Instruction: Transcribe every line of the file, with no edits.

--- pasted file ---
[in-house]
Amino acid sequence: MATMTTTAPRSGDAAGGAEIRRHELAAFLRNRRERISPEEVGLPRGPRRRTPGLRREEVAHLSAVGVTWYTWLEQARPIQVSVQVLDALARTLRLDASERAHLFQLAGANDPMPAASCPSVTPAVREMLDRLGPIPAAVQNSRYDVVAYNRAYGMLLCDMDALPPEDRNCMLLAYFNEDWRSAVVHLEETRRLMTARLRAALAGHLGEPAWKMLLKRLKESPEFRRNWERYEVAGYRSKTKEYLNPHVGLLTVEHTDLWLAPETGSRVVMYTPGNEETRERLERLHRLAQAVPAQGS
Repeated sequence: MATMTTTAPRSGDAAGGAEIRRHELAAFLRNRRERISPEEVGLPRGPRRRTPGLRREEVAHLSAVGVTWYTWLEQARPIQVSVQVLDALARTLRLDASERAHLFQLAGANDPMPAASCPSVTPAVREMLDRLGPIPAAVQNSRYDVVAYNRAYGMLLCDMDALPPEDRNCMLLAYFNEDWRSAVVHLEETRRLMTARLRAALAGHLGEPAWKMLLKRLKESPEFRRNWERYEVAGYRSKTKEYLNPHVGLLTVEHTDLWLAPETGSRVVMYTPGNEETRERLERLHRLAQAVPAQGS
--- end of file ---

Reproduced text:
[in-house]
Amino acid sequence: MATMTTTAPRSGDAAGGAEIRRHELAAFLRNRRERISPEEVGLPRGPRRRTPGLRREEVAHLSAVGVTWYTWLEQARPIQVSVQVLDALARTLRLDASERAHLFQLAGANDPMPAASCPSVTPAVREMLDRLGPIPAAVQNSRYDVVAYNRAYGMLLCDMDALPPEDRNCMLLAYFNEDWRSAVVHLEETRRLMTARLRAALAGHLGEPAWKMLLKRLKESPEFRRNWERYEVAGYRSKTKEYLNPHVGLLTVEHTDLWLAPETGSRVVMYTPGNEETRERLERLHRLAQAVPAQGS
Repeated sequence: MATMTTTAPRSGDAAGGAEIRRHELAAFLRNRRERISPEEVGLPRGPRRRTPGLRREEVAHLSAVGVTWYTWLEQARPIQVSVQVLDALARTLRLDASERAHLFQLAGANDPMPAASCPSVTPAVREMLDRLGPIPAAVQNSRYDVVAYNRAYGMLLCDMDALPPEDRNCMLLAYFNEDWRSAVVHLEETRRLMTARLRAALAGHLGEPAWKMLLKRLKESPEFRRNWERYEVAGYRSKTKEYLNPHVGLLTVEHTDLWLAPETGSRVVMYTPGNEETRERLERLHRLAQAVPAQGS